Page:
Tape Recorded Conversations as Evidence

The Indian Evidence Act, 1872 primarily deals with all types of evidence and its admissibility in Court. There are only 2 types of evidence which are dealt by the Indian Evidence Act, 1872, viz. Oral evidence and Documentary evidence. With increasing technological advancements, tape recorded evidence is playing an increasingly important role in Courts in various cases. Often, they are catalysts in exposing scandals and scams (and in that context, they often take the form of ‘stings’).

These days, the procedure of giving tape recorded evidence before the Court in both, civil and criminal matters have become very common. The relationship between law and technology has always been a complex one. The lawyer is tilted towards technology whenever required. Courts have often talked about the utility and admissibility of such tape recorded conversation in various judicial pronouncements. 


With increasing technological advancements, tape-recorded evidence (including ‘stings’) is playing an increasingly important role in Courts. Considering the digital roots of several crimes, it is necessary for the legal professional to remain well informed about the latest technologies in this field.

The Supreme Court, in Yusufali v. State of Maharashtra [(1967) Bom L.R. 76 (SC)], observed that "if a statement is relevant, an accurate tape record of the statement is also relevant and admissible. The time and place and accuracy of the recording must be proved by a competent witness and the voices must be properly identified". The court noted that as tape recordings can be easily tampered with, “the evidence must be received with caution and must be admitted only after the court is satisfied beyond reasonable doubt that the record has not been tampered with”. 

 The apex court in the case of Ram Singh v. Colonel Ram Singh (AIR 1986 SC 3, 1985 SCR Supl. (2) 399) laid down certain principles regarding admissibility of recorded evidence: 

(1) the voice of the speaker must be identified by the maker of the record or by others who recognise his voice. Where the voice is denied by the maker (sic) it will require very strict proof to determine whether or not it was really the voice of the speaker.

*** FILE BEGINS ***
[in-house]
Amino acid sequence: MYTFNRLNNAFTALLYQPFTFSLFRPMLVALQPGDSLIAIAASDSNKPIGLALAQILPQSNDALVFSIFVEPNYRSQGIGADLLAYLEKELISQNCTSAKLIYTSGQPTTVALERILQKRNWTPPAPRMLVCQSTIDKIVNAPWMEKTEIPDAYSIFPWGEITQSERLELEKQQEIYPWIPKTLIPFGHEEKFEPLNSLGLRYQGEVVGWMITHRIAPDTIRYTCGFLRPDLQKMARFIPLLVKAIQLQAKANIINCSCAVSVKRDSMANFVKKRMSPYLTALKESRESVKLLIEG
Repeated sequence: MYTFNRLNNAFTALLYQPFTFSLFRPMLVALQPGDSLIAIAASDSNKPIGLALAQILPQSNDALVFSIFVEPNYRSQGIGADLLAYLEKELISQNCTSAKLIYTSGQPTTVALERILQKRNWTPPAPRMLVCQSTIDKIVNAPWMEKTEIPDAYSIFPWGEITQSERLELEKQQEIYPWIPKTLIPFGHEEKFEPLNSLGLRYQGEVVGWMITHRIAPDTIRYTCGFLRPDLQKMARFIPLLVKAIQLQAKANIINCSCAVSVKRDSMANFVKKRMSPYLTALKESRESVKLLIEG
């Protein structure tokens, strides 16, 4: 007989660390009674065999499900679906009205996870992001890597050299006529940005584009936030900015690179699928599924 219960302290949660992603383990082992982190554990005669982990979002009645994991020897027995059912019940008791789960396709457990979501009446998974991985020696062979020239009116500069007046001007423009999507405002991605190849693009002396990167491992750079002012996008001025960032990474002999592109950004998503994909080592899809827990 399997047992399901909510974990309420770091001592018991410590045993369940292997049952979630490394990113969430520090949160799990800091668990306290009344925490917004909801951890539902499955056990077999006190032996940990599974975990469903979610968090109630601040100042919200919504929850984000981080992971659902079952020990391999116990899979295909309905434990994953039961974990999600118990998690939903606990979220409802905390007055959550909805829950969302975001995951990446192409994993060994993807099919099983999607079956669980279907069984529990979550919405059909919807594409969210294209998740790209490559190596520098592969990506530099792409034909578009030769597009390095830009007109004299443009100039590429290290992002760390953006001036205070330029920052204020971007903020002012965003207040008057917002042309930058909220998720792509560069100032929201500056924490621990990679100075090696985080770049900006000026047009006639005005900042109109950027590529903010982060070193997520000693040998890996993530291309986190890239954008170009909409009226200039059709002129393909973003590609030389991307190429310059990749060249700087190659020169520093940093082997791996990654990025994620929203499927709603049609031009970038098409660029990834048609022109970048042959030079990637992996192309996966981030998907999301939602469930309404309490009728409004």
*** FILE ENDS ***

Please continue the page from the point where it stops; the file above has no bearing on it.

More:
(2) The voice of the speaker should be audible and not distorted by other sounds or disturbances. 

(3) The accuracy of the tape recorded statement has to be proved by the maker of the record by satisfactory evidence.

(4) Every possibility of tampering with or erasure of a part of the tape recorded statement must be ruled out; (sic)

(5) The statement must be relevant according to the rules of evidence and 

(6) The recorded cassette must be carefully sealed and kept in safe custody. 

Section 65B(1) of the Indian Evidence Act, 1872 deals with admissibility of electronic records as evidence in a court of law, and the section clearly mentions that recorded evidence is to be treated as documentary evidence. But some people are of the opinion that such evidence goes against the right to privacy enumerated under Article 21 of the Constitution of India. As the Right to Privacy encompasses physical privacy, informational privacy and decisional autonomy. However, the right to privacy is not an absolute right and is subject to certain reasonable restrictions. The interplay of technology and right to privacy in the digital age needs to be closely scrutinised. The test to decide the validity of any such restriction is that it is reasonable, based on fair procedure and free from arbitrariness or selective targeting or profiling. In simple terms, it means that there should be balance between public interest and right to privacy. 

The dangers to privacy in this information-rich age can originate not only from the State but from non-State actors as well. The development and regulation of such a regime requires a careful and sensitive balance between individual interests and legitimate concerns of the State. The legitimate aims of the State would include, for instance, protecting national security, preventing and investigating crime, encouraging innovation and the spread of knowledge, and preventing the dissipation of social welfare benefits. So, telephonic conversations between two people can also be equated to data, and hence strict adherence to data protection and privacy infringement must be complied with and such rights cannot be breached by mere suspicion without following a reasonable procedure.

With the advancement of technology, admissibility of tape-recorded conversations have emerged as a positive and effective change in legislation. Considering the digital roots of several crimes in today's world, it is necessary for the legal professional to remain well informed about the latest technologies, and availability of various resources that can be admitted as evidence. There definitely are chances of charges that there has been tampering/ erasure when using such forms of evidence, but their importance and relevance cannot be overlooked.

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Rajesh Haldipur
Rajesh Haldipur

Founder, Law Gyani

Rajesh is a qualified CA & CWA. He has served as a Director of PricewaterhouseCoopers, a Director of a large urban co-operative bank and Dean of a B-School over the years. He has taught Finance for over 20 years & trained participants from several Companies and B-Schools. He is an educator and a learner (he believes both are inextricably intertwined), and a knowledge product developer. Law Gyani, which he has founded to help Law Students with their exam preparations, and to understand nuances of the law.


Co-Author
Vani Shrivastava
Vani Shrivastava

Law student pursuing B.A. LL.B (Hons.)

Vani is currently working with Vidhik Saharaa as secretary of the NGO, which provides legal assistance to those who are in need of it.


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